Returning to the land of Israel after twenty years abroad, our forefather Jacob stayed for a while in the city of Shechem (today’s Nablus). In this week’s Torah portion, this is described with the phrase “vayichan es penei ha’ir” — “he encamped in front of (lit., at the face of) the city” (Gen. 33:18).
Our Sages, though, saw another meaning in this phrase. Vayichan (“he encamped” — thanks to Naftali for suggesting that I add this clarification) can also be related to the word chein, favor, and so they explain (Talmud, Shabbos 33b) that Jacob made the city’s conditions (its “face” to the outside world) more favorable. (Opinions vary as to what he contributed: he set up a system of coinage to facilitate trade, or markets in which people could buy food cheaply, or bathhouses.)
From this we learn, states the Midrash (Genesis Rabbah 79:6), that a person owes thanks to a place from which they have benefited. In this case, even though Jacob was planning to stay in Shechem only temporarily — his destination was Hebron, where his parents lived and where his grandparents were buried — he still took the time to make Shechem a better place, financially and socially, for its citizens.
How indeed did Jacob come to be so public-spirited? We can get an idea from the previous verse and a half (Gen. 33:17-18a):
“Jacob traveled to Sukkos, and built himself a house, while for his cattle he made booths (Heb., sukkos); therefore the place was called Sukkos. Then Jacob arrived whole in the city of Shechem…”
Jacob commemorated the booths rather than the house in naming the place, because it’s all too easy to fall into the mindset that the human and the animal, the spiritual and the material, are on the same level and deserve the same amenities. He wanted to memorialize, for himself and his descendants, that what makes us human — our spiritual self — requires nothing less than a permanent “house,” a major investment of one’s resources; while for our possessions, and for the elements of ourselves that we share with the lower orders, a second-class status of “booths” is good enough.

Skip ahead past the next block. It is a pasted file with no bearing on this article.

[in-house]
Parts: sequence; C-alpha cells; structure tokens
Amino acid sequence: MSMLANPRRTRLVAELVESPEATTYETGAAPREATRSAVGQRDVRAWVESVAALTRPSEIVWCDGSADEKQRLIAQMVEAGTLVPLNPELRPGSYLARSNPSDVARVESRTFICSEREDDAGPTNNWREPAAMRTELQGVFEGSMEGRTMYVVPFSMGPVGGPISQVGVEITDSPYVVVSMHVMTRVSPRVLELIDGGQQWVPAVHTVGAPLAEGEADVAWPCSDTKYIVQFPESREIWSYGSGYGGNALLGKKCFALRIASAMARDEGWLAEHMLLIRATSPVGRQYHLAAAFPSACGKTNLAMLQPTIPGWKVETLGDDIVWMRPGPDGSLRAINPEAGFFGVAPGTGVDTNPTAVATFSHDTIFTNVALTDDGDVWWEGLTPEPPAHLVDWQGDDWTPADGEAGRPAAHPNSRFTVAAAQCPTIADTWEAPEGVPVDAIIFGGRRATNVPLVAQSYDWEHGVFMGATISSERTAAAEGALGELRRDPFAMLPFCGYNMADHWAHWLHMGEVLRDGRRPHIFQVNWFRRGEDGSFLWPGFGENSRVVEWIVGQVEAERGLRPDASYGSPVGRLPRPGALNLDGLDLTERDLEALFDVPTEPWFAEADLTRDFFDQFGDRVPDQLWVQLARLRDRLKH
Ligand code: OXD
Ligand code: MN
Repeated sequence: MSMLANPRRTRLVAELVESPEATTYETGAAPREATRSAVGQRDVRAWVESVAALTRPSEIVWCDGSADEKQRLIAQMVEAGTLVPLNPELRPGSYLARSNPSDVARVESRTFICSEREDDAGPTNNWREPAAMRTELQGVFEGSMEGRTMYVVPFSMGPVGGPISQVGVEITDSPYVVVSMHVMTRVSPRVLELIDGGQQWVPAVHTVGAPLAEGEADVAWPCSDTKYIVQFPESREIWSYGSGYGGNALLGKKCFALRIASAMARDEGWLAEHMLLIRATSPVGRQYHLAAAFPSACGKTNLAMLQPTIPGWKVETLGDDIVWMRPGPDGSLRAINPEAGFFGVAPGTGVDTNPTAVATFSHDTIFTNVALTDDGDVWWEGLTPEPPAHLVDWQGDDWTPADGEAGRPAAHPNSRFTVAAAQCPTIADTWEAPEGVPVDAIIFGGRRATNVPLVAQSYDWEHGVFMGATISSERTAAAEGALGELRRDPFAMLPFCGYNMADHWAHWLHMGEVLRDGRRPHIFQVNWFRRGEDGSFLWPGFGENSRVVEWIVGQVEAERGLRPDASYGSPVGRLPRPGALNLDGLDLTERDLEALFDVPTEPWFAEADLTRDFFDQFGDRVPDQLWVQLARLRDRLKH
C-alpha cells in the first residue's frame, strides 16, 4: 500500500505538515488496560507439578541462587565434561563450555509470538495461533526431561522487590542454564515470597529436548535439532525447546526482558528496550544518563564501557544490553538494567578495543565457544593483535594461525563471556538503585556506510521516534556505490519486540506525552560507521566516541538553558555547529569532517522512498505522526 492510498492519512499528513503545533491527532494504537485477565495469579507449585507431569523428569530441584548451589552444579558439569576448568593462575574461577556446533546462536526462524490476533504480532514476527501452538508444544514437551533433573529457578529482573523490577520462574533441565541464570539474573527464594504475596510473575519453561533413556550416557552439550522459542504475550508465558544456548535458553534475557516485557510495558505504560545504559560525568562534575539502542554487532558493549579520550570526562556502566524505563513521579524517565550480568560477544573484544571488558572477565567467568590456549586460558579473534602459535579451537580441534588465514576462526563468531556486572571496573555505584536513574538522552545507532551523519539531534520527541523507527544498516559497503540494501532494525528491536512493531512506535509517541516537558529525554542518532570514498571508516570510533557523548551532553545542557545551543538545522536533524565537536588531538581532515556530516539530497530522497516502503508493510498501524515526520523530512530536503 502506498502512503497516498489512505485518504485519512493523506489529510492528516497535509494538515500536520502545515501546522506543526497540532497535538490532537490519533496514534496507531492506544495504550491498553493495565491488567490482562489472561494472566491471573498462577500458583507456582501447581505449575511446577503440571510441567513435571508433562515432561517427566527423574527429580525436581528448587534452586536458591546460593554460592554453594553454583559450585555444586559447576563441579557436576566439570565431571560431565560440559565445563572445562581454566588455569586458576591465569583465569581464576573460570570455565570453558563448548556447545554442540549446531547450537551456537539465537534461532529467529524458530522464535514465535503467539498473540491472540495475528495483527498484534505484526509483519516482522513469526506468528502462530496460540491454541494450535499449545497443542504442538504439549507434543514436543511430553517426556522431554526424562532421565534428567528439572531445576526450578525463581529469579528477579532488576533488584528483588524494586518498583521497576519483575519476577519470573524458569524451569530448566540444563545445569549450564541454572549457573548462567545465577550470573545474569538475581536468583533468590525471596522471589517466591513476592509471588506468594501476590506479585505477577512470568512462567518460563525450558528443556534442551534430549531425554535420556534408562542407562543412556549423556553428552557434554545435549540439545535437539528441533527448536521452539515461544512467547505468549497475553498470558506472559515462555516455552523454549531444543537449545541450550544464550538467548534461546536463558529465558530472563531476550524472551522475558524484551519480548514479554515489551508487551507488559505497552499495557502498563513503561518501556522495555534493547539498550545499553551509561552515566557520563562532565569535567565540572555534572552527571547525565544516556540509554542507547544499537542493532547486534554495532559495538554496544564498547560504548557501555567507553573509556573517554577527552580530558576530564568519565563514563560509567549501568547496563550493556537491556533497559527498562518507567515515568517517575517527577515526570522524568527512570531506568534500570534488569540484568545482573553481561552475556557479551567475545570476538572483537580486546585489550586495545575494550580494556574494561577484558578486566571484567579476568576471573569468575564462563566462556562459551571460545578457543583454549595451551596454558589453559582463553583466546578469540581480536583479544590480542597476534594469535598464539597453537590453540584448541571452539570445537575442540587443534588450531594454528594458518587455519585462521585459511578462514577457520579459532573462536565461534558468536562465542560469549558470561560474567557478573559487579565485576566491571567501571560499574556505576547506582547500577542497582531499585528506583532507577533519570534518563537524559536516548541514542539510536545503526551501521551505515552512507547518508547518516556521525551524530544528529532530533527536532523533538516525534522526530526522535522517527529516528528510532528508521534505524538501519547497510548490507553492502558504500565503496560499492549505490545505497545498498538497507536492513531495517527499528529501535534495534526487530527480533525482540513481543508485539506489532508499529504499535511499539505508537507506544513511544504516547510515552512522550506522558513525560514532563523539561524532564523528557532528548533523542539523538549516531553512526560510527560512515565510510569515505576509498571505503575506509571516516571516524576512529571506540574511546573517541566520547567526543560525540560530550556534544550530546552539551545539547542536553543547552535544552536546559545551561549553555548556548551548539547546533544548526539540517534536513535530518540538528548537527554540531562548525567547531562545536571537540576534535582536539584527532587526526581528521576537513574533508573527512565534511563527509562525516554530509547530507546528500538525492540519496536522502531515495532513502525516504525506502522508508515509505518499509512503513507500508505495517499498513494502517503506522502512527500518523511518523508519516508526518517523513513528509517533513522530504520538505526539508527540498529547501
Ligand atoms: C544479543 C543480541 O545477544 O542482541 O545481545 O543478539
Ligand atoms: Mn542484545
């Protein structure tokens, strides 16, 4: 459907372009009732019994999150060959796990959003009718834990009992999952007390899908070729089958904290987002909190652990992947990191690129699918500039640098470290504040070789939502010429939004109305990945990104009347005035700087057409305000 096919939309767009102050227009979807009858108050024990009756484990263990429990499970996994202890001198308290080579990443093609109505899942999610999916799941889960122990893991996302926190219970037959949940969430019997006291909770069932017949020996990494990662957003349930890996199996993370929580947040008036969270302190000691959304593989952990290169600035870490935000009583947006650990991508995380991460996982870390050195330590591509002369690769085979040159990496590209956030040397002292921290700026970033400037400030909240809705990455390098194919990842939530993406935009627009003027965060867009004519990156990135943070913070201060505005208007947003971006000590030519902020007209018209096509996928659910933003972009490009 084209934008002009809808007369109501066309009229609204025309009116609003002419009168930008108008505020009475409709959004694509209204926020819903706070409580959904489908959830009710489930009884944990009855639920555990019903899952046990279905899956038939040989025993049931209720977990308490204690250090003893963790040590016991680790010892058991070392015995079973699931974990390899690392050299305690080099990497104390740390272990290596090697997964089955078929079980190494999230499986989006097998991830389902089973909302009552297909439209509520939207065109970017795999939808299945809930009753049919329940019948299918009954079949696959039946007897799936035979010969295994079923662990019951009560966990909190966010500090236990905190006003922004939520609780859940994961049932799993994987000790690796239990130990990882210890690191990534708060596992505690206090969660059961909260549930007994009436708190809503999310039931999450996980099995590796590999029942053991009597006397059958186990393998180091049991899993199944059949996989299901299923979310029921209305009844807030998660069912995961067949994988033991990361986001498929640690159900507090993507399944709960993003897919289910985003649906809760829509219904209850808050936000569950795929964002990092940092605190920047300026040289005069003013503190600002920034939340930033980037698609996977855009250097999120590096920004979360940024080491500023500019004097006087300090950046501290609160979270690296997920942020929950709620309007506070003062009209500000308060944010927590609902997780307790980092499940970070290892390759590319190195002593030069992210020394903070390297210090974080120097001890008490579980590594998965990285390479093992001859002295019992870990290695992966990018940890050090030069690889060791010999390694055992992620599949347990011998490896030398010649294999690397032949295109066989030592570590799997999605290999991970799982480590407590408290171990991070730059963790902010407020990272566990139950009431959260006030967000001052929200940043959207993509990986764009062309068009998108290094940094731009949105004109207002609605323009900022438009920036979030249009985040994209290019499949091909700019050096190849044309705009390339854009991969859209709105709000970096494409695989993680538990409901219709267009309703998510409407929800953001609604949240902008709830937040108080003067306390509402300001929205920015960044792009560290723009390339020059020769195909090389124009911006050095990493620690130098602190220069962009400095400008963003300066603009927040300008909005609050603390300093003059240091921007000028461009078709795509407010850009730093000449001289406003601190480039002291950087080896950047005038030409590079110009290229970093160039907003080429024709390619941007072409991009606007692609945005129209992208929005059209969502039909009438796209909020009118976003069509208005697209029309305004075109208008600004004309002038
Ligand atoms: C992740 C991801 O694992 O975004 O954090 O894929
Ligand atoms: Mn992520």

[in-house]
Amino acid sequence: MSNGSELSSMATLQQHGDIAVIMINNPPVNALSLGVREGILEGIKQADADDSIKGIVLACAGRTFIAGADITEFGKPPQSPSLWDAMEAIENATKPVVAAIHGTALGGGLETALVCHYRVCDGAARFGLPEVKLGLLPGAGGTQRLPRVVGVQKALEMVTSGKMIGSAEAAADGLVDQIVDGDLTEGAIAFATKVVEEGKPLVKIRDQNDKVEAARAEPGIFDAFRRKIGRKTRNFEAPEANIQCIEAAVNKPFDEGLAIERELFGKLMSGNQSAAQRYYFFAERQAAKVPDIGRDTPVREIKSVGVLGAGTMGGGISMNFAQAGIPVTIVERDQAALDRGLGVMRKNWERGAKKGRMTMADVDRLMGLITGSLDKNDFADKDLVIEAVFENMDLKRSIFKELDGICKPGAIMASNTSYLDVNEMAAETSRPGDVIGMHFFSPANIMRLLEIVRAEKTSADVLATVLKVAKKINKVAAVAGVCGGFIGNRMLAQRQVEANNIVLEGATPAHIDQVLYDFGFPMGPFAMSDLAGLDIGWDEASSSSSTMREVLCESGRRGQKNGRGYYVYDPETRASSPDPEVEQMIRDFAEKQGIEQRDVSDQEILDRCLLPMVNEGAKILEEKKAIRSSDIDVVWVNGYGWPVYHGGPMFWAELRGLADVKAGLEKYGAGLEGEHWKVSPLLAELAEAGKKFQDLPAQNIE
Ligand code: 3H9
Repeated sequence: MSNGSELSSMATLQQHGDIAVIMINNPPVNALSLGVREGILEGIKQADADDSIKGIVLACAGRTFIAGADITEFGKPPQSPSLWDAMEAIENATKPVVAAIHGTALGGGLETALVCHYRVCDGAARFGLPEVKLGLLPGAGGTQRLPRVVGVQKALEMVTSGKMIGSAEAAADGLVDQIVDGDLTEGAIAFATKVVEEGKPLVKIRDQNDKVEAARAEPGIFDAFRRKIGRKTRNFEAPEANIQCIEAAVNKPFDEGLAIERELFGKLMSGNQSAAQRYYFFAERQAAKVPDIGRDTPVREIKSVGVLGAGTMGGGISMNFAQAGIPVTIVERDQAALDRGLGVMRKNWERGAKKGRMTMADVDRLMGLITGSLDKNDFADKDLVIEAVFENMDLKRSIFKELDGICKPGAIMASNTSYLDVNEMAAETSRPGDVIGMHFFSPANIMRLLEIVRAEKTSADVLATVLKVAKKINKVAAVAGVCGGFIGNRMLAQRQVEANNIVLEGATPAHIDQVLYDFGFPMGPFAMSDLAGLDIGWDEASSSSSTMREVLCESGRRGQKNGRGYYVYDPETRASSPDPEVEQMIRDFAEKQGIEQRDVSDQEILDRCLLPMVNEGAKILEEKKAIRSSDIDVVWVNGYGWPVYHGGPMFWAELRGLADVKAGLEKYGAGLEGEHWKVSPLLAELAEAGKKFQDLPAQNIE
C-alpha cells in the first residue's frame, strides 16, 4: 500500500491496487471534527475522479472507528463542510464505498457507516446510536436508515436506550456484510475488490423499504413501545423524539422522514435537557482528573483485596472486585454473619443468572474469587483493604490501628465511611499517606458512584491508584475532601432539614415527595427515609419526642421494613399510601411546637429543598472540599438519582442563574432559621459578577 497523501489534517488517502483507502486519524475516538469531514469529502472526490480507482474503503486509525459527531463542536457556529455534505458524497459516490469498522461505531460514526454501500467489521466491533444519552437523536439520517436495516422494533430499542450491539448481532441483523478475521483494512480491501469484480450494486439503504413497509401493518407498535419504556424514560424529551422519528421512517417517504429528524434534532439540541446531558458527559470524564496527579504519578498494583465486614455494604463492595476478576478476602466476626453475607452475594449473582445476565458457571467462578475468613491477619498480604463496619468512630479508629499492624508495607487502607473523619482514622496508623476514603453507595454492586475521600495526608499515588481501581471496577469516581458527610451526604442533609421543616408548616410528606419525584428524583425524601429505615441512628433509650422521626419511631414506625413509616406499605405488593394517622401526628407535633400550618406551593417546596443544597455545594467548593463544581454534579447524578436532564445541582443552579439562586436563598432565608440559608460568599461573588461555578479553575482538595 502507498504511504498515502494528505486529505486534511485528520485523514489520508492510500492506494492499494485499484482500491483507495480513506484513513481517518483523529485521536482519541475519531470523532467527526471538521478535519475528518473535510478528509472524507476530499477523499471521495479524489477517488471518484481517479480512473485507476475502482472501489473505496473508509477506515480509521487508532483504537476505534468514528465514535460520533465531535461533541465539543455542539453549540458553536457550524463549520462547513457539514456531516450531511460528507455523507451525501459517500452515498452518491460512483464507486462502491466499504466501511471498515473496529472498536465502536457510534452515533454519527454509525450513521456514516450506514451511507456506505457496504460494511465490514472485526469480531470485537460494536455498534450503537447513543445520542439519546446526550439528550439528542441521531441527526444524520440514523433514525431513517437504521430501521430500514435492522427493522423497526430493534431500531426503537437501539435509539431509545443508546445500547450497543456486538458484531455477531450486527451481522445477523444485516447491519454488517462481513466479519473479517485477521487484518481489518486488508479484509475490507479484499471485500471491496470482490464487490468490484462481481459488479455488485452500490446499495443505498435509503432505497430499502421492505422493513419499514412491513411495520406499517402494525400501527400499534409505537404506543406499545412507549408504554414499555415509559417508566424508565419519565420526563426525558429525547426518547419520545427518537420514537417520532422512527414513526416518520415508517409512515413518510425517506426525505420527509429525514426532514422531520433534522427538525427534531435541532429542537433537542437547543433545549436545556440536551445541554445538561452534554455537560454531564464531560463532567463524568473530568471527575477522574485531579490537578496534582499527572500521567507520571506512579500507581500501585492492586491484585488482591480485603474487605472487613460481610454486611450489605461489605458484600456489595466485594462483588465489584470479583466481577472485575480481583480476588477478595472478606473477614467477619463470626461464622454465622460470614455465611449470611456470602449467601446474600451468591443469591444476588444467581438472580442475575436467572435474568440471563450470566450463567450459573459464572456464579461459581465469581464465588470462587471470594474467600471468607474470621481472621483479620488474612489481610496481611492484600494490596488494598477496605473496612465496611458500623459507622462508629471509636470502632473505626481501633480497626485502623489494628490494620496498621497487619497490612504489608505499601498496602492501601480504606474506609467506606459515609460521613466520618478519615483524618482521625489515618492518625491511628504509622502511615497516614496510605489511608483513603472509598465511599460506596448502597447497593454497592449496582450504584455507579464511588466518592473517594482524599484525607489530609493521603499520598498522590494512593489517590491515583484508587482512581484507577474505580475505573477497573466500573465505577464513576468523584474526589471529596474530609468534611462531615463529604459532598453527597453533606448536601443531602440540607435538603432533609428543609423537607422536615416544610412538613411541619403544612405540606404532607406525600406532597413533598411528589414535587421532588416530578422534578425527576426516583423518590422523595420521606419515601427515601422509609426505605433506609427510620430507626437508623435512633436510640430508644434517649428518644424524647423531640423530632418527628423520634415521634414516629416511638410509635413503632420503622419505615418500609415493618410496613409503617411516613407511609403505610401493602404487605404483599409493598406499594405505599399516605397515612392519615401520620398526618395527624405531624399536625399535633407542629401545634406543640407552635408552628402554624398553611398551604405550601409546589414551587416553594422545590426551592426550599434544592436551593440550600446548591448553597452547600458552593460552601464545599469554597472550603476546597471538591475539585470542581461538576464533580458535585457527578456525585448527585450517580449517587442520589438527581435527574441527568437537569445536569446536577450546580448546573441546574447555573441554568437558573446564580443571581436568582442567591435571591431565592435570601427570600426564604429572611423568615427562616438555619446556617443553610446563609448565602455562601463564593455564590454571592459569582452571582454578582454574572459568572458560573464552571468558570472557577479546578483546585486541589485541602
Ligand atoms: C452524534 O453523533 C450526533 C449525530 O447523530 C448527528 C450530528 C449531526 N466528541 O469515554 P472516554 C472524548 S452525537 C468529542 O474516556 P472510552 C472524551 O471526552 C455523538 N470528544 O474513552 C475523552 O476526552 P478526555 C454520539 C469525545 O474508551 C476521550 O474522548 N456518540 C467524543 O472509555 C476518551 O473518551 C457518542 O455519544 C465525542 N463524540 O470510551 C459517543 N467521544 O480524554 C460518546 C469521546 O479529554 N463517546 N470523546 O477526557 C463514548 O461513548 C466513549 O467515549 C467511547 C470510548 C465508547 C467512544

In turn, this ability to keep his priorities straight made it possible for Jacob to remain the consummate Torah scholar — to arrive “whole” (in his Torah knowledge, as Rashi here explains) at Shechem — and then to be civic-minded and express, in a practical way, his thanks to his hosts.
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We American Jews also owe a profound debt of gratitude to our country for the freedoms we enjoy here as Jews and as citizens. Like our ancestor Jacob, we should contribute our talents to the improvement of the American body politic, each in his or her own way (and indeed, the most cursory glance at the history of the United States shows how much Jews have done so over the generations). True that America is only a way-station on our journey to our ultimate destination; like Jacob, we look forward to our reunion with our Father (in Heaven) and to the resumption of our intimate relationship with Him (the Hebrew name for Hebron, Chevron, is related to chibbur, attachment) with the coming of Moshiach. Nevertheless, so long as we are here, we should be grateful for her hospitality to us — for being a medinah shel chessed (government of kindness), as great Torah leaders have dubbed America (and of course our ultimate thanks should go to G-d, for making all of this possible and for placing us here and not in some other country).
Far from the idea, though, that this requires us to abandon or dilute our dedication to our Torah and our Jewishness — that we need to join the “melting pot” and assimilate entirely or partially into American society; that Judaism is a relic of the “old country” or of medieval times — we can take a lesson from Jacob that, on the contrary, it’s our Torah and its ideals that inform our sense of civic virtue and thankfulness for the bounty that America provides for us (and for much of the rest of the world too), and that should inspire us to give our all to help her be “a more perfect union” for ourselves and our fellow citizens.